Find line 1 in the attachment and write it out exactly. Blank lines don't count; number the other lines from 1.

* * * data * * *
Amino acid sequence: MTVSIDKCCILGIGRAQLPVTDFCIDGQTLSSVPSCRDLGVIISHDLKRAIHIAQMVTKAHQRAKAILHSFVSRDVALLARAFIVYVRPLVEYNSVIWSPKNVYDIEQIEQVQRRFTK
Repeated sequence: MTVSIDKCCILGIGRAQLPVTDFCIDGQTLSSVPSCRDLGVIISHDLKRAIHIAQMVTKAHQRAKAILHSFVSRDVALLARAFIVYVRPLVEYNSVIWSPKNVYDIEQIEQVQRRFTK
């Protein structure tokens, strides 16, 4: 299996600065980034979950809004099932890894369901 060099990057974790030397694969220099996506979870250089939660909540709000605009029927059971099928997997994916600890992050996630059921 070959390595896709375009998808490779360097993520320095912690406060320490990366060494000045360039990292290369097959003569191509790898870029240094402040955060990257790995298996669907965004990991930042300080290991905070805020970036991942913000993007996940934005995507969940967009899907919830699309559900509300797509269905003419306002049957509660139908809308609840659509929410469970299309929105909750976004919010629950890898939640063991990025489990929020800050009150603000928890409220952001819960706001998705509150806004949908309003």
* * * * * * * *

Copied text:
Amino acid sequence: MTVSIDKCCILGIGRAQLPVTDFCIDGQTLSSVPSCRDLGVIISHDLKRAIHIAQMVTKAHQRAKAILHSFVSRDVALLARAFIVYVRPLVEYNSVIWSPKNVYDIEQIEQVQRRFTK